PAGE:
Wasn’t sure what to expect here—I know people who love Arizona drinks so much that they practically orgasm every time they pass by a can at the store, and I’ve known others who, trying one for the first time, open the passenger-side door and spray their first mouthful out, not even sparing a second to make sure they didn’t aerosolize the stuff all over the car parked next to us (which is what my wife did, if you were wondering).  I found it was about average in terms of pleasantness—I liked the mango, lemon, and orange flavors mixed in here (I found myself thinking it was somewhat like a superior version of Amp), though I didn’t like the high-fructose corn syrup taste that kind of marred the last little bit of the flavor experience, or the somewhat unpleasant aftertaste of the herbs used to provide the boost.  Still, it wasn’t bad enough to be a deal-breaker for me.


This is where Arizona RX Energy shone in my eyes—not because it was exceptionally intense, but because of how nice it felt to be in the throes of its boost.  This is a drink for which the term “kick” is almost misleading—it’s more of an energizing refreshing.  I honestly felt fantastic, like I’d had a good night’s sleep and a good breakfast and was properly hydrated and everything.  If only for this, I’d be happy to go back to Arizona RX Energy.


Three hours, without even so much as a hint of a crash.


You’ve got to try this one.  I wasn’t super wild about the flavor, but I loved how I felt after I drank it.  This has a kick that’s in a class of it’s own, and would love to see in other energy drinks.  But…since I haven’t experienced anything quite like it with any other beverage, I guess I’ll have to keep going back to Arizona RX Energy.

Did I mention it only costs 99 cents?

KEYWORDS: Arizona RX Energy drink review, herbal tonic

Review for Inko's White Tea Energy


184 mg


Regrettably, the only place I’ve seen this one make an appearance is at the local Safeway (not sure if they’re being sold at other Safeway stores?).  Hope to see it become more widely available soon.


This is one of those drinks that I can’t help but love the look of.  I love the color of blue, I love the design in the background (whose cultural origins I could not place)—heck, I'm even tickled by the use of orange in the text.  This is the sort of drink that has virtually no chance of fading into the background, whether it’s stocked with the healthier stuff or with the regular energy drinks or wherever.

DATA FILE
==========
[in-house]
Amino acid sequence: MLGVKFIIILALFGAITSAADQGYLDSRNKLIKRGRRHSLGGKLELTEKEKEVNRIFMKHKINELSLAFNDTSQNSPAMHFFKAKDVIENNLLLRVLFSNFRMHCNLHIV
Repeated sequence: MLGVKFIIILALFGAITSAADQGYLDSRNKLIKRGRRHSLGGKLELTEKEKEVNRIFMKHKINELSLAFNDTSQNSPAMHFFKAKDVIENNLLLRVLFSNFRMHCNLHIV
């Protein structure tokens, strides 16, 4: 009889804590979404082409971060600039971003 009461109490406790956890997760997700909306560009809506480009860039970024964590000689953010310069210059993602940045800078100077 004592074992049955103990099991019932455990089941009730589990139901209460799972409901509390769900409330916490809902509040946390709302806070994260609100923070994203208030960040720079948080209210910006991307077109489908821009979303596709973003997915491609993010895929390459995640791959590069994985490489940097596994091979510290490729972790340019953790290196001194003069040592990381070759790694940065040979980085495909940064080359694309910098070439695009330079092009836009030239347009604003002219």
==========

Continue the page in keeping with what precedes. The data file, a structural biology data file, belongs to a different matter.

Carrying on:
I like a lot of different energy drinks, some of them enough to give a full 10/10 for taste.  I hope I have not been wanton with this blessed rating—but sometimes I feel like I have been when I encounter a beverage like Inko’s White Tea Energy.  It is so out of the ballpark in terms of flavor that it makes me want to go back and rerate every energy drink I’ve tasted—which would be a monumental pain in the butt, but almost worth it to show how much beverages like this one shine.

All right, now that you know I like it, what does it actually taste like?  Well, the most obvious thing is the white tea, which is sweet and earthy, and well balanced by tartness of the lemon and warmth of the ginger that blossom in the second half of the taste experience.  It is enormously refreshing, and especially great as a hot-day energy drink.


In addition to excelling in the taste department, Inko’s White Tea Energy excels when it comes to the kick.  You won’t experience jitters to any extent, but what you will get is a feeling of almost unmatched alertness and functionality—something I’d love to feel on a daily basis, in truth.


It would really suck if after all this, the drink didn’t deliver in terms of longevity.  Fortunately for everyone, it does!  Five hours with no crash, to be precise!


Inko’s White Tea Energy is one of the best energy drinks out there, period.  I could go on and on in terms of how delicious is and write paragraphs about how satisfactory the energy boost it delivers is, but what really impresses me is how this drink took things to the next level for me.  Every energy drink I have from here on out is going to measure up to Inko’s White Tea Energy in one way or another before it earns so enthusiastic a seal of approval.  From now on, ask me what to get if you’re looking for an energy drink, and ‘Inko’s White Tea Energy’ is going to be one of the first out of my mouth.


KEYWORDS: Inko’s White Tea Energy energy drink review